I couldn’t bring myself to watch very much of last week’s D.C. theatrical production, but the little bit I did watch was enough to make me roll my eyes. Even though the Foxcasters tried their best to make the Republican speakership brawl sound like a life-or-death nail-biter, it’s safe to say that most viewers knew full well how it would all end. When you’ve watched the same movie over and over again, why wouldn’t you know the ending?
It was yet another chance to witness just how entrenched in their status quo positions the vast majority of House Republicans are, because voting for Kevin McCarthy for speaker is about as status quo as you can get. The fact that McCarthy was Paul Ryan’s first lieutenant should have automatically eliminated him from consideration by any Republican who truly wants to do what’s in the best interest of his/her constituents. Does anyone really believe Kevin McCarthy is the best the GOP can do when it comes to selecting a leader?
In a spirit of generosity, I can give some Republicans a pass for supporting McCarthy from the outset if they naively believed he has seen the light and is ready to carry out the will of Republican voters. Both Donald Trump and Marjorie Taylor Greene apparently believed so. But when Republicans start acting like Democrats, my goodwill disappears. Specifically, I’m referring to the threats, name-calling, and intimidation tactics many Kevin McCarthy supporters resorted to, tactics right out of the Democrat playbook.
Even Fox anchors and contributors like Sean Hannity and Newt Gingrich were outraged by the 20 conservatives who kept voting against McCarthy, chastising some of their favorite House members like Lauren Boebert, Matt Gaetz, and Chip Roy. But the Indignation Trophy has to go to the usually solid Judge Jeanine Pirro, who said on “The Five” that the House members refusing to vote for McCarthy should “be quiet and go along with the majority.” (To her credit, the next day Pirro acknowledged she was wrong and said she now believes their demands were good for the country, but shame on her for talking before thinking.)
Such outrageous talk is a reminder of why Democrats always seem to come out on top. It’s so much more comfortable to go along with the majority than to be the target of smears and threats. Everyone in D.C. knows the game: If you want to get along, you have no choice but to go along.
A lot of folks were livid that 5 percent of the Congress could hold up the will of the overwhelming majority, but isn’t the whole purpose of a democratic republic to protect the minority? Anyone who doesn’t like stalemates always has the option of lobbying to get the rules changed to make it possible for the majority to steamroller the minority. In other words, they can try to codify tyranny if that’s what appeals to them.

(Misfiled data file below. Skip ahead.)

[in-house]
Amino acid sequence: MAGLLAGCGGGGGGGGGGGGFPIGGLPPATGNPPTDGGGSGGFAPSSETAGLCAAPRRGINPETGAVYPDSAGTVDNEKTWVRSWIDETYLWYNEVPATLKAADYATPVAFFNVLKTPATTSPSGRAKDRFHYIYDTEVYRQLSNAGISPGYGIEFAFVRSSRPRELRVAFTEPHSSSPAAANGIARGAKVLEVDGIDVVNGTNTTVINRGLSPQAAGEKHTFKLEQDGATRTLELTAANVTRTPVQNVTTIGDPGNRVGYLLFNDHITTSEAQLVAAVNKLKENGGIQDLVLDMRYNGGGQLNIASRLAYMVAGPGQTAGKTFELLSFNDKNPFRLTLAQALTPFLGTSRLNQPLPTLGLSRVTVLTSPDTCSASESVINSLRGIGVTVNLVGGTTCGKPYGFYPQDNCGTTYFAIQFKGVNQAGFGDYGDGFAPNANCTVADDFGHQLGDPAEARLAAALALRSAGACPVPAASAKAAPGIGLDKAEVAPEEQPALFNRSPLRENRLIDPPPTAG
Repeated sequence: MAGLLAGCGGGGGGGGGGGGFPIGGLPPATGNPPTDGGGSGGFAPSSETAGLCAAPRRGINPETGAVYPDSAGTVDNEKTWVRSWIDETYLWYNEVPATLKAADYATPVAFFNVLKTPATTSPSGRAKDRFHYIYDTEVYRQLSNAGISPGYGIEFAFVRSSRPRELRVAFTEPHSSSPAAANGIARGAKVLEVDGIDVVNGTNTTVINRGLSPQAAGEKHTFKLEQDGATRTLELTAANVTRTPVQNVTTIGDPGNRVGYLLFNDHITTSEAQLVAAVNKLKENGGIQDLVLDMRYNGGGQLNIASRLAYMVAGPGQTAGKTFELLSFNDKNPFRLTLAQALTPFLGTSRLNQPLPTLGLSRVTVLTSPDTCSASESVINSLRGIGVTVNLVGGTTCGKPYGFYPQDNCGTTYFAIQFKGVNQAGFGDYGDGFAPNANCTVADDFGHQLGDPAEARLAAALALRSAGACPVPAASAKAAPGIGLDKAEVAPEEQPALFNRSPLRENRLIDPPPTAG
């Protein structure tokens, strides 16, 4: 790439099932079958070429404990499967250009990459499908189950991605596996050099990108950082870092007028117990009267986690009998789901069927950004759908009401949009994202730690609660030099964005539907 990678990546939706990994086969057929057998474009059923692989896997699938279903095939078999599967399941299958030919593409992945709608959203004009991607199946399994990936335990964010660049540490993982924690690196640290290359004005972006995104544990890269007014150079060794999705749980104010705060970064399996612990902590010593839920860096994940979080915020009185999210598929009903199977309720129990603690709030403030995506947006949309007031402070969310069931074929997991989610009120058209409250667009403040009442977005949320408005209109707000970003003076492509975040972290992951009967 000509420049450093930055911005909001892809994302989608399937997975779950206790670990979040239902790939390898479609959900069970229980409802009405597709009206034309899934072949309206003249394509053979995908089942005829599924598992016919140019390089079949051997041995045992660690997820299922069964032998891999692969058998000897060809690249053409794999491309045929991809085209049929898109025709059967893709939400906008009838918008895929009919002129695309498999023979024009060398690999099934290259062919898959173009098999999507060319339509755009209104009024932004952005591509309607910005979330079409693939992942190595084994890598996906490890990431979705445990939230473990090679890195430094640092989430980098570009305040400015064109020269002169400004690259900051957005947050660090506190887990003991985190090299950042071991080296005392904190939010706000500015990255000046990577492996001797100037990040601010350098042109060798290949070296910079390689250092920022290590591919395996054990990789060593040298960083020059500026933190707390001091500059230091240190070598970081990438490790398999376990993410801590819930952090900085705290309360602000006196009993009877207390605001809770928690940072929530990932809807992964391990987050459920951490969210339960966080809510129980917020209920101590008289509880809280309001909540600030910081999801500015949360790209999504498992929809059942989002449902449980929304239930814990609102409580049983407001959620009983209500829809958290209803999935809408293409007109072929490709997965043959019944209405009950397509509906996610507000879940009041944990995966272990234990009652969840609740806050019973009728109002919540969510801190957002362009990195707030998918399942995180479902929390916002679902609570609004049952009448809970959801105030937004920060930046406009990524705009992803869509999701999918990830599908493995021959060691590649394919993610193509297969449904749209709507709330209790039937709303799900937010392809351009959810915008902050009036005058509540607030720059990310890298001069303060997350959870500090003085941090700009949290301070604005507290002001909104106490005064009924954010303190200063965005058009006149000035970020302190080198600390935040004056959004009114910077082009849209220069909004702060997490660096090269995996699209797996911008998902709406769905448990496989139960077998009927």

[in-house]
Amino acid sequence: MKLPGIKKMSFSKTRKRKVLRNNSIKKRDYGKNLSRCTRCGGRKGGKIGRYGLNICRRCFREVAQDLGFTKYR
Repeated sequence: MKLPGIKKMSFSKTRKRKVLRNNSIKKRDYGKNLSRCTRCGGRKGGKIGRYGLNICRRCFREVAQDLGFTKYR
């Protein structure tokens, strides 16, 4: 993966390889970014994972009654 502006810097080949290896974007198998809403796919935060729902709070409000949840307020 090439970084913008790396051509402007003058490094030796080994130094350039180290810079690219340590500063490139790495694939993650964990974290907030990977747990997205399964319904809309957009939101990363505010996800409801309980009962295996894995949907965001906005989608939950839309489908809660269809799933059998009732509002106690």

What, exactly, did the minority want? At its core, it was about serious change versus business as usual, and serious change is what Uniparty parasites fear most. The devil is in the details, and in this case the details are in the House rules, because the rules are how career politicians rig the game in their favor.
What the 20 holdouts said they most wanted was major changes in the rules that now allow members to ignore both the Constitution and their constituents and do whatever the hell they please. If you’ve ever wondered how monstrosities like the $1.7 trillion pork-filled “omnibus” bill, the $1.9 trillion “American Rescue Plan,” and the Inflation Reduction Act (which has absolutely nothing to do with reducing inflation) get crammed down the throats of wimpy Republicans without being given enough time to read them, it’s because of the House rules.
The swamp has been stacking the House rules in their favor for decades. Their focus is on putting themselves in a position to be able to ignore the Constitution, make it easier to game the system, and establish a totalitarian grip over the country, and they are probably one election away from achieving all that.
This is precisely what John Adams warned about when he said the Constitution was made only for a moral and religious populace. The people running the show in Washington are immoral to the core, and the people who keep voting them into office are not much better. So long as enough voters are so naïve, so uninformed, and/or so greedy that they believe the swamp’s promises and are thus convinced they will receive more of the government largesse than their neighbors, the situation is likely to get worse rather than better.
No matter the issue, we always seem to end up back at square one: People do, indeed, get the government they deserve. That said, I will be rooting for the Freedom Caucus guys to pleasantly surprise us by hanging tough against the business-as-usual crowd and starting to implement some serious changes.